Lauren Cassidy opens our eyes to the immense impact the Arts have onour imagination and creative minds.
Lockdown has been mentally, physically, and creatively exhausting for everyone. Personally, I have found it difficult to maintain motivation for college work. As an English Literature student, I draw considerable inspiration from the Arts. The closure of galleries, theatres, and museums earlier this year left me lacking any sort of creative inspiration. Art helps us to understand the past, to convey anxieties about our present, and to shape the trajectory of an ambiguous future.
In these particularly strange times, many cultural institutions have adapted, making their resources available online. The National Gallery of Ireland has introduced a new virtual tour. Similarly, Google Arts and Culture allows users to travel around the world, visiting attractions like New York’s MoMA and the Acropolis of Athens. Art helps me transcend my bedroom’s four walls, chipping away at claustrophobia, and creating a liminal space in my imagination. Consuming art is a liberating act, catalysing simultaneous emotions of wonder, unease, and sublime inspiration.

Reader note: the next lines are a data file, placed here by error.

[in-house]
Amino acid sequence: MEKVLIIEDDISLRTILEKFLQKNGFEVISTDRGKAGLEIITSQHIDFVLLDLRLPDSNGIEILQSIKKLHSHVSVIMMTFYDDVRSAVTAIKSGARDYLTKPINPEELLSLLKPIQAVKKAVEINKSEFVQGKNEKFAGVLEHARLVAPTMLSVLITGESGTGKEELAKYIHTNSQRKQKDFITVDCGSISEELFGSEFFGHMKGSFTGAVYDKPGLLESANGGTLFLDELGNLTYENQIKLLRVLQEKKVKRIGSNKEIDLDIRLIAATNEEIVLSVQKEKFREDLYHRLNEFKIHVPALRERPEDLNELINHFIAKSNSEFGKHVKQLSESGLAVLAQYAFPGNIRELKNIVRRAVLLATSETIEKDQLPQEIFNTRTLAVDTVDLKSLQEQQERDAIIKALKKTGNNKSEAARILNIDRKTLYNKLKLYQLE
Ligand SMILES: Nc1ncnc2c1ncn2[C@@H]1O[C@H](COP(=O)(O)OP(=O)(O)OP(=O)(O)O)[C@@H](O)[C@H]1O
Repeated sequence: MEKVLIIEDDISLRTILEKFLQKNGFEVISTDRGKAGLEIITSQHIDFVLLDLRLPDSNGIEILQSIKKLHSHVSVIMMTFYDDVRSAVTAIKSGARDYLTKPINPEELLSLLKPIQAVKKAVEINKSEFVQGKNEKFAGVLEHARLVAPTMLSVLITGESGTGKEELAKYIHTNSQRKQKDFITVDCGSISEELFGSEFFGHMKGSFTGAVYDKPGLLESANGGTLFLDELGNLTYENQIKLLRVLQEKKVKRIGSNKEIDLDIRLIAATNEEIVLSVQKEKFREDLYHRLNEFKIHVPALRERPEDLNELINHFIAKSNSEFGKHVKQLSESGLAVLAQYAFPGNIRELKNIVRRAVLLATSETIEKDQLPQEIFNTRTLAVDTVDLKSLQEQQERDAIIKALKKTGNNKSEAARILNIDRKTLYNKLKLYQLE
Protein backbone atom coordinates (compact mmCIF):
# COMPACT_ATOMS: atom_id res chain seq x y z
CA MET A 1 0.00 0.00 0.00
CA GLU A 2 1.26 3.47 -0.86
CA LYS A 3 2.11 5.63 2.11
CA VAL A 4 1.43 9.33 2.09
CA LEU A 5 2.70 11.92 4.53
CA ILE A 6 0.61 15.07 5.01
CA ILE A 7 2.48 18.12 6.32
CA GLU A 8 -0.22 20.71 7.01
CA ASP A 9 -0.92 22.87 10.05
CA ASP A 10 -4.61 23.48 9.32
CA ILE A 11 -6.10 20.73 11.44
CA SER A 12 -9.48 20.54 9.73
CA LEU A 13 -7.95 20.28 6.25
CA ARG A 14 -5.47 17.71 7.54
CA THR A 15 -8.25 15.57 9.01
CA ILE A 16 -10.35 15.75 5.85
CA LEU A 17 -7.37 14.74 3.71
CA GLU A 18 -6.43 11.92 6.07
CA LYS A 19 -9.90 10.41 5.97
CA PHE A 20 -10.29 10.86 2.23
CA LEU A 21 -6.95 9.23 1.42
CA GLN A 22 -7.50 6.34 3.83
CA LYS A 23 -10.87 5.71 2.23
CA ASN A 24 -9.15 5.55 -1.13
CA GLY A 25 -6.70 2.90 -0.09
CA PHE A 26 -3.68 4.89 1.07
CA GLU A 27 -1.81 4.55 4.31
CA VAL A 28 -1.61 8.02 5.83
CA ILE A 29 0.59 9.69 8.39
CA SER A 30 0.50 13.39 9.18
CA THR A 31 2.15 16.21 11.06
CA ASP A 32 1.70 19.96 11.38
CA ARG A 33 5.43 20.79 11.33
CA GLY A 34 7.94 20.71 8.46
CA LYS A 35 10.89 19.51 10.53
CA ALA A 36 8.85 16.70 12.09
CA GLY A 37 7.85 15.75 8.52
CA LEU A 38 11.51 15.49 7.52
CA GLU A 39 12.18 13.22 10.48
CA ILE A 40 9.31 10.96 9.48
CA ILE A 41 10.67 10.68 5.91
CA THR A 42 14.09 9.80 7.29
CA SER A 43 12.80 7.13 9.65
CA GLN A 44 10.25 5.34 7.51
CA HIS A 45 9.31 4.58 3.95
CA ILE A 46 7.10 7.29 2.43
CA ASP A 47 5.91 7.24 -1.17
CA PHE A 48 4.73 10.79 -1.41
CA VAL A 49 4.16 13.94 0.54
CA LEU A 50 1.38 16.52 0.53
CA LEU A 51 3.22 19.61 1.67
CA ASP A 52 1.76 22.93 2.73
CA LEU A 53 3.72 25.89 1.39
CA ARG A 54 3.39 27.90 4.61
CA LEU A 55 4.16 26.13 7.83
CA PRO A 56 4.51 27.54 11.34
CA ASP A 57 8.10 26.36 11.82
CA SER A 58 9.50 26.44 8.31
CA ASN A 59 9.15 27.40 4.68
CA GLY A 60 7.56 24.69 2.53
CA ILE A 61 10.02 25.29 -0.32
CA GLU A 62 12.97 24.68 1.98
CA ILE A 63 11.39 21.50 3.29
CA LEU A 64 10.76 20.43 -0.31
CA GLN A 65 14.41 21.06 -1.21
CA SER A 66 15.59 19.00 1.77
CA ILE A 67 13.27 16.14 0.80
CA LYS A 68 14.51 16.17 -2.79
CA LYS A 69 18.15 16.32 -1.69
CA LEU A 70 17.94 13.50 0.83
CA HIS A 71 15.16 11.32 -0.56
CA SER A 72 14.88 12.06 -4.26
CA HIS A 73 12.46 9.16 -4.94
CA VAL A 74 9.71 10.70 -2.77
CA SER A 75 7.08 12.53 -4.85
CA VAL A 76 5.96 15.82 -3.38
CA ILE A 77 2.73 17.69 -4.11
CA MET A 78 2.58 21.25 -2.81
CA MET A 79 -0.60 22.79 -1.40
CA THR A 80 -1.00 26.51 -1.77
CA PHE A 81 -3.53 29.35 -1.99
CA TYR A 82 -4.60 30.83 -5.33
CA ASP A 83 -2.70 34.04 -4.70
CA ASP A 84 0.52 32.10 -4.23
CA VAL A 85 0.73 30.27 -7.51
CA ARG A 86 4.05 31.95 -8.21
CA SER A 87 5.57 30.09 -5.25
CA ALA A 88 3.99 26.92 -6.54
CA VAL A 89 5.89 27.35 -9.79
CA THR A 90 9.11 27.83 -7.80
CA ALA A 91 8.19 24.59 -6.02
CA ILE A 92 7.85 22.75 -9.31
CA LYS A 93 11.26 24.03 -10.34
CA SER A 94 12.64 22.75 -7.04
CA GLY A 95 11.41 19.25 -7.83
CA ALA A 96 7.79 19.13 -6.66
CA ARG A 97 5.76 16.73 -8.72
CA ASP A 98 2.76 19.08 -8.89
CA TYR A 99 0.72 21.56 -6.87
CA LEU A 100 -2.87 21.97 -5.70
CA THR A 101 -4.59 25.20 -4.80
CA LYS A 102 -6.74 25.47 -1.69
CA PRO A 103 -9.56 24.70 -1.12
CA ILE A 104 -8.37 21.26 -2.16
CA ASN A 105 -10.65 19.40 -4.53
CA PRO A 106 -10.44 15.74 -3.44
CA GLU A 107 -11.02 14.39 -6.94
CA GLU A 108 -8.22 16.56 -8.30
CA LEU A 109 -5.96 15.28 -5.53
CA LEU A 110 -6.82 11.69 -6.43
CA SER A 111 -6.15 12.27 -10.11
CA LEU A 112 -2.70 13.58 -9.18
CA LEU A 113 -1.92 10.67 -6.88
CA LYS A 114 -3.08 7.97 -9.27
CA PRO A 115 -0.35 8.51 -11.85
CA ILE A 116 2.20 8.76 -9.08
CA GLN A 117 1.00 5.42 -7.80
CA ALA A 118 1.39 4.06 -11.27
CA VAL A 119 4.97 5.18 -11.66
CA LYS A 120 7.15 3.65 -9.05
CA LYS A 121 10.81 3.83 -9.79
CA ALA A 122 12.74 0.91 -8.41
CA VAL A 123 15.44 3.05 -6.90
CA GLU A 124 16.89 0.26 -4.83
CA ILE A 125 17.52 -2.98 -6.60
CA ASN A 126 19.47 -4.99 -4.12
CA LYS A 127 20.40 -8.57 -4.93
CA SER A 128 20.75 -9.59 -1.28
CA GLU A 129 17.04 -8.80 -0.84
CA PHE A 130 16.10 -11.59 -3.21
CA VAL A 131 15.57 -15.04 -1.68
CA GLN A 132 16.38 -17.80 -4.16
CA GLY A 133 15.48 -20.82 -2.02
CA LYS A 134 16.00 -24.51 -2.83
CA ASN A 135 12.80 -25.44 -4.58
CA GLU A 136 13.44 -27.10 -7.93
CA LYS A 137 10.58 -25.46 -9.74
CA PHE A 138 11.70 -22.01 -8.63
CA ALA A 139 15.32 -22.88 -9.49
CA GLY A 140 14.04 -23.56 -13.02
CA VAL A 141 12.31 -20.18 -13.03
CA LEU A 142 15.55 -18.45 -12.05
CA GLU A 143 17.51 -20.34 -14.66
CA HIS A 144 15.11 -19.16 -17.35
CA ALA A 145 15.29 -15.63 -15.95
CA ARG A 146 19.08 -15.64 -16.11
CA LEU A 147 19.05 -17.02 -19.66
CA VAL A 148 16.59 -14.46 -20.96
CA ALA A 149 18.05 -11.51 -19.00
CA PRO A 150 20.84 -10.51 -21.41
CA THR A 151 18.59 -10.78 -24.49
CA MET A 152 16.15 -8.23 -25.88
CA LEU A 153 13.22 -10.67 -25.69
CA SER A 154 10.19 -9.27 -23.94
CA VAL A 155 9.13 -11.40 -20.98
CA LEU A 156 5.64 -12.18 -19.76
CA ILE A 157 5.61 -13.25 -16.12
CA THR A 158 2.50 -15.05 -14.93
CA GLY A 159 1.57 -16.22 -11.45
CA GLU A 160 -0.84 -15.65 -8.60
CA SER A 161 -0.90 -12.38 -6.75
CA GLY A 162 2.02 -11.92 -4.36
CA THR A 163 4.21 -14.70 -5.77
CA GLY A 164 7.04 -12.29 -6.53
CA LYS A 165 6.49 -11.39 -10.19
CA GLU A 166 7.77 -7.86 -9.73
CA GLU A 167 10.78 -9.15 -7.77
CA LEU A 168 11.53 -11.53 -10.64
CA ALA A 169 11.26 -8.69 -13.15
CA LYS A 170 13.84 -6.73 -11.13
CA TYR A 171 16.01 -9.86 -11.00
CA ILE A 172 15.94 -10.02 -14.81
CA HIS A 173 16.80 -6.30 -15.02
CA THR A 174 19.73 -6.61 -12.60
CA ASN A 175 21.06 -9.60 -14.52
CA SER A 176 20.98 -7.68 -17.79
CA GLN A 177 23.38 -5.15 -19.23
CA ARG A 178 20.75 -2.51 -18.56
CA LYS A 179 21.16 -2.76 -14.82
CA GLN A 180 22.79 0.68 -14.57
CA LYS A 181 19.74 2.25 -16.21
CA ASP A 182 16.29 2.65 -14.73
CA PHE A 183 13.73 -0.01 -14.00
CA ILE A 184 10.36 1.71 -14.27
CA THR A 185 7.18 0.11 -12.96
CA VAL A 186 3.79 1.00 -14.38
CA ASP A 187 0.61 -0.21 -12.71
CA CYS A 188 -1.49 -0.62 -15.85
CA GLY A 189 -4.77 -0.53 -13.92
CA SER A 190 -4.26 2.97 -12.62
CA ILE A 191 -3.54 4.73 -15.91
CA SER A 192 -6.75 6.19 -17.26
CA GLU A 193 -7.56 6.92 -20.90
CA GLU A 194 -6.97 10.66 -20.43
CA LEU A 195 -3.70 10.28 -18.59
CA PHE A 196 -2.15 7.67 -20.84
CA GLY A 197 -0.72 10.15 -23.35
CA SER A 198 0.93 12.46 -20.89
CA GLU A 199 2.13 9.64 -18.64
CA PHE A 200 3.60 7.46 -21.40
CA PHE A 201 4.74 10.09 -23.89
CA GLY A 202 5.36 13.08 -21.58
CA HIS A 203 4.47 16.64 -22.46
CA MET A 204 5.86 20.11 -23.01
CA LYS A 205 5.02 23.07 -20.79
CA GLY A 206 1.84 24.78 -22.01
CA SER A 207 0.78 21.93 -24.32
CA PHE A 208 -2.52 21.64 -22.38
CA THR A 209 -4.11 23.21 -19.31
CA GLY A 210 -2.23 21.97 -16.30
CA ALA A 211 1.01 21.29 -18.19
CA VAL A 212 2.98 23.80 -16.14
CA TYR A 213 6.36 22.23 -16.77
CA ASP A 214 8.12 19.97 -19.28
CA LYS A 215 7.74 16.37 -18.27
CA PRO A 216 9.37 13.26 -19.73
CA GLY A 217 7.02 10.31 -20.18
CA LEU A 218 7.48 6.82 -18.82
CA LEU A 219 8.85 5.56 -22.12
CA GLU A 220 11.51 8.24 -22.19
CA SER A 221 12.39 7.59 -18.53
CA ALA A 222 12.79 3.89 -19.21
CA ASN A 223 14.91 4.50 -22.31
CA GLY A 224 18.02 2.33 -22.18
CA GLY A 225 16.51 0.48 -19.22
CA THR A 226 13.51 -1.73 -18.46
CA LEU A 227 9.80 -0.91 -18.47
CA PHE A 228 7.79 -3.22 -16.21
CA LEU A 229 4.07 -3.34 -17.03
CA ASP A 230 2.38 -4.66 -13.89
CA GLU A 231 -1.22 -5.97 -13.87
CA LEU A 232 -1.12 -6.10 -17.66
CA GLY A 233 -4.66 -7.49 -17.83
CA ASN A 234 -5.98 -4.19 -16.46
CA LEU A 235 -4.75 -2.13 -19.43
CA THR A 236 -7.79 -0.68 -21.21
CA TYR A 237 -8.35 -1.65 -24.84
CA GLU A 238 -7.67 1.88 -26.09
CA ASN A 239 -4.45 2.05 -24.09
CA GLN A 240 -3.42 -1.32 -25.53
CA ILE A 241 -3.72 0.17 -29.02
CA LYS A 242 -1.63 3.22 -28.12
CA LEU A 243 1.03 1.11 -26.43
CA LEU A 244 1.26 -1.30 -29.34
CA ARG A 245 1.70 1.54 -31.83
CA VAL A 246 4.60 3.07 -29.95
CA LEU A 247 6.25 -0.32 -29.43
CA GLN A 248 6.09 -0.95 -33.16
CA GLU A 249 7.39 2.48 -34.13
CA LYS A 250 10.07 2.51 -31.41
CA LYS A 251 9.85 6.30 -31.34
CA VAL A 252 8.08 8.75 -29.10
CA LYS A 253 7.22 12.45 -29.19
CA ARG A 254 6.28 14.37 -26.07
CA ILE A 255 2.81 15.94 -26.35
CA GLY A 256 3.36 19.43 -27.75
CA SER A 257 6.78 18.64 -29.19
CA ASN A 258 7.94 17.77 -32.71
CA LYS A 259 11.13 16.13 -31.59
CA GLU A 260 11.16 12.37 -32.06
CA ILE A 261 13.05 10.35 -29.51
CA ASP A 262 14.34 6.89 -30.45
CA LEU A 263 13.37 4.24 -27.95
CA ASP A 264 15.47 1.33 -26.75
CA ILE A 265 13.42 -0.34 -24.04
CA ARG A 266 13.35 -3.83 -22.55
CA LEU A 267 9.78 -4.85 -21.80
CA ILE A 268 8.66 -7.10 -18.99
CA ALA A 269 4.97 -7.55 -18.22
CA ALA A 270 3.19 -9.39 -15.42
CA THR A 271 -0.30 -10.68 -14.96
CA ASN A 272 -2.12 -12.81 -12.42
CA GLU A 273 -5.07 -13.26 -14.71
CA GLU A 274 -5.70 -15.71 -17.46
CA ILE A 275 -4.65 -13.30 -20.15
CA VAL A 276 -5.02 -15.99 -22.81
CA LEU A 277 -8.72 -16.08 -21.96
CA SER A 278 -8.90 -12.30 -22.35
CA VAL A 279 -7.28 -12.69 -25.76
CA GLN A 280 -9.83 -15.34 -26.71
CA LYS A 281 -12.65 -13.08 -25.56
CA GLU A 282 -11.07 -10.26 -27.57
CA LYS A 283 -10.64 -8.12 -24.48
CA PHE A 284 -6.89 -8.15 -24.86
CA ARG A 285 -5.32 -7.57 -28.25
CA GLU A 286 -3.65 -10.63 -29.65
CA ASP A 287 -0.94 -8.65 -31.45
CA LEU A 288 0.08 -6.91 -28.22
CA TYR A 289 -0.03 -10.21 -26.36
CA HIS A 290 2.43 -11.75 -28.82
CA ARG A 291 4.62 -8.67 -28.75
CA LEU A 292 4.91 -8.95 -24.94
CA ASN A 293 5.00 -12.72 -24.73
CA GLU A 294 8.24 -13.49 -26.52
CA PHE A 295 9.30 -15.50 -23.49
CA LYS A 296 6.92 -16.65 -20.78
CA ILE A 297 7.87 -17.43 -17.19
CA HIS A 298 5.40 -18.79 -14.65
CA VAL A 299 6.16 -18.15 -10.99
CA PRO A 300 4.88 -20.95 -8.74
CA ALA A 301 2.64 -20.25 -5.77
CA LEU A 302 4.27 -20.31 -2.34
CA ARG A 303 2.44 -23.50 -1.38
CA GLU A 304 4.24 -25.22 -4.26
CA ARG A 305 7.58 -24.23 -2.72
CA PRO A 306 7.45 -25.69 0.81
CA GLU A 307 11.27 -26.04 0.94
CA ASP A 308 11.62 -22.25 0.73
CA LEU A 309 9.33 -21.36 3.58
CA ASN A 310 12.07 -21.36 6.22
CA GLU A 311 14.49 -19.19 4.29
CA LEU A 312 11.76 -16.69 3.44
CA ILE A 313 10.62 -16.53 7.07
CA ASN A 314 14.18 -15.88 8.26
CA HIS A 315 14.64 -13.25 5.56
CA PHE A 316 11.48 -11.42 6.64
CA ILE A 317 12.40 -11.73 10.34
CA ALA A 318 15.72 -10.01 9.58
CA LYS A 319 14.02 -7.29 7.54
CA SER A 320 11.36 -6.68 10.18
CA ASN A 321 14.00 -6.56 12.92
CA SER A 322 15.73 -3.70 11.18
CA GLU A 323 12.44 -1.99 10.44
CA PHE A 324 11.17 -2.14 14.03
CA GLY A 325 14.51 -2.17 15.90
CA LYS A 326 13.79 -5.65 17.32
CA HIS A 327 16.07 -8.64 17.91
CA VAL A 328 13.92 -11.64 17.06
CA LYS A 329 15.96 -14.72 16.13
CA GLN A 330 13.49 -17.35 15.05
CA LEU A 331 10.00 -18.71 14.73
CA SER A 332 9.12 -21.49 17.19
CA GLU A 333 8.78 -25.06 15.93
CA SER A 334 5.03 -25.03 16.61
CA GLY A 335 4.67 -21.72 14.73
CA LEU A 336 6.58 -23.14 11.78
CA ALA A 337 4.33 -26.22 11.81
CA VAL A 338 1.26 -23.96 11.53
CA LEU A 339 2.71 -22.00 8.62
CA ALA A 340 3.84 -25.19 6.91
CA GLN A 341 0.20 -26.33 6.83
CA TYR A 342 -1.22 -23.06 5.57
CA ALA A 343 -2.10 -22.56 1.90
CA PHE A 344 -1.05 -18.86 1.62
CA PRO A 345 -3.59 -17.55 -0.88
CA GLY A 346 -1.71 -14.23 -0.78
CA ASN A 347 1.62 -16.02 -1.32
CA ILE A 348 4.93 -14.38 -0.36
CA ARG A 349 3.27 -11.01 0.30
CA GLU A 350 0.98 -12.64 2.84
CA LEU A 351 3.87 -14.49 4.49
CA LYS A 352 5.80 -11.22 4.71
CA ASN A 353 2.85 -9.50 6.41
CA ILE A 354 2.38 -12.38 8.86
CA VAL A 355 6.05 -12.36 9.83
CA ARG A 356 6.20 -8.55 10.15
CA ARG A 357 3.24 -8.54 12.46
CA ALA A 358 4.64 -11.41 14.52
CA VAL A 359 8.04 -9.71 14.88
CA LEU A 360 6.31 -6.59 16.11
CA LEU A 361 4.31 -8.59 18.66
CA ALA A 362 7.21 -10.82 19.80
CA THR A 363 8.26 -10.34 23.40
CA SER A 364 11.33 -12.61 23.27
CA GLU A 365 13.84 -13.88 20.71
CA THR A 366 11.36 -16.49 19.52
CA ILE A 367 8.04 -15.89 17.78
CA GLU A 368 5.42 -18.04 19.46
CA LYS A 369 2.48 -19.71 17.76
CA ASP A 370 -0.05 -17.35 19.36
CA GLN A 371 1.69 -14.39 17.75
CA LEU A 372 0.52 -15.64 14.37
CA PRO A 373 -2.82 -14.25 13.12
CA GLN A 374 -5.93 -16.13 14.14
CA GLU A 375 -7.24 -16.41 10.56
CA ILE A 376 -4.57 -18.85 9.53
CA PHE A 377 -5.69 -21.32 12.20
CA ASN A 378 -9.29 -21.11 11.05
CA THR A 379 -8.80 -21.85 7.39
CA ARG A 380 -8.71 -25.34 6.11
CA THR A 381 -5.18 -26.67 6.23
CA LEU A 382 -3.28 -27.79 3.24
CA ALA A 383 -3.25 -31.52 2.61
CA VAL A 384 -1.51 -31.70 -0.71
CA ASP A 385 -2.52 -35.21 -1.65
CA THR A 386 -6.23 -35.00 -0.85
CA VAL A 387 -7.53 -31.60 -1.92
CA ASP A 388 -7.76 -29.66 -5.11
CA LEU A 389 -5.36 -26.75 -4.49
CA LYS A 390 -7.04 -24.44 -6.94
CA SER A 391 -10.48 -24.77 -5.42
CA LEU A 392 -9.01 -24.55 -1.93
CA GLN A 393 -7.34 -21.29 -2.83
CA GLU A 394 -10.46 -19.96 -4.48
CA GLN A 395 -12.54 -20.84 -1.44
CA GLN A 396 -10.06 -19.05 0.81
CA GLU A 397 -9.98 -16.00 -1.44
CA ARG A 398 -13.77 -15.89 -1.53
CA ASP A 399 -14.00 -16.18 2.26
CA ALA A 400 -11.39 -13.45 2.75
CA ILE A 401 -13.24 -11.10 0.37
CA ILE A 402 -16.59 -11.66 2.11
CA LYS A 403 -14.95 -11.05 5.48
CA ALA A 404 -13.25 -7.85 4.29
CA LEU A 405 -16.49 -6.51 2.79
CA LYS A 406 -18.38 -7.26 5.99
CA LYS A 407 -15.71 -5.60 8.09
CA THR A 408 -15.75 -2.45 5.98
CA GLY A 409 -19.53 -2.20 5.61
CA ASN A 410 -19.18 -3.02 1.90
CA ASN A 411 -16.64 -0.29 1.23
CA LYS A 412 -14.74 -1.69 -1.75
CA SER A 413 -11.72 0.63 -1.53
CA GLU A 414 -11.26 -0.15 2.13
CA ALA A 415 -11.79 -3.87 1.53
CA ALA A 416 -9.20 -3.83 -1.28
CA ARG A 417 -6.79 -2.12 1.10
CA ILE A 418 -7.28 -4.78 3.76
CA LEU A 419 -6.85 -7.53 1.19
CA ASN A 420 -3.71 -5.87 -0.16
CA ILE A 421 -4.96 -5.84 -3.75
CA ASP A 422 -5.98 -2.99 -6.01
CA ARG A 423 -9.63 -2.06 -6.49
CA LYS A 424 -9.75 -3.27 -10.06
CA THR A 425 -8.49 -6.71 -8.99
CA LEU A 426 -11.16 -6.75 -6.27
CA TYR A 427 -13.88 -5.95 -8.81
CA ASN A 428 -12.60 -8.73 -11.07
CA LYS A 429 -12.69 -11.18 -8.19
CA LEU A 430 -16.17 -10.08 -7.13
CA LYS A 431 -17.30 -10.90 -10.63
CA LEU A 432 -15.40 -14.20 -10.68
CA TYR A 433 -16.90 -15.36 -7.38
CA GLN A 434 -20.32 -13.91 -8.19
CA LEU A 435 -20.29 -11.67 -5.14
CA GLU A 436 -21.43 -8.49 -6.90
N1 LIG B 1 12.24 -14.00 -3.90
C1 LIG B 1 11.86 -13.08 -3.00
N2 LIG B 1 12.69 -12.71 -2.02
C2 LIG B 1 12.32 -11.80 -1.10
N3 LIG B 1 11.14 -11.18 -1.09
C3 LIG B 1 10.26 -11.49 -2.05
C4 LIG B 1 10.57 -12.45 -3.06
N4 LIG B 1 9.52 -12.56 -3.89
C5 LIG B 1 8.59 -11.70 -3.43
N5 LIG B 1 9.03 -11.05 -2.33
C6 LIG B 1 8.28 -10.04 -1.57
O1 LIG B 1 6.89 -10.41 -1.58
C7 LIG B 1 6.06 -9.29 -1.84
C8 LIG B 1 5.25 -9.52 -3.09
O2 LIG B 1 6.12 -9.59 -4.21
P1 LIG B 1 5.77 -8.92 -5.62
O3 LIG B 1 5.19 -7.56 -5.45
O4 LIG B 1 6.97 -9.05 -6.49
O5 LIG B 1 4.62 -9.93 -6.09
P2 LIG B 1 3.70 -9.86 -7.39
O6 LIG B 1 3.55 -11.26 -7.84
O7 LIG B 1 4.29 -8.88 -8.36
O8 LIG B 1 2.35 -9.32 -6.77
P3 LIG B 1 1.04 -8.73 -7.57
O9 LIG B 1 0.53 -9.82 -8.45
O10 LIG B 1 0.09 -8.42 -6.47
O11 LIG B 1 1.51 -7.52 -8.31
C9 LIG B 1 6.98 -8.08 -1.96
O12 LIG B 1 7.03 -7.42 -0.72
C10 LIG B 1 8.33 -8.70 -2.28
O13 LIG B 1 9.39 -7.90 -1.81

I think that the creative process is a little symbiotic; we often draw our inspiration from the inspiration of others. I have indulged in these new digital curation projects – many of which I did not have access to before the pandemic. This practice helps calm my thoughts and allows me to let them out on paper. Art is never stagnant but created in the encounter between it and its spectator. In a historical moment when time itself is stagnant, it’s important to keep creating, and inspiring others with our creations.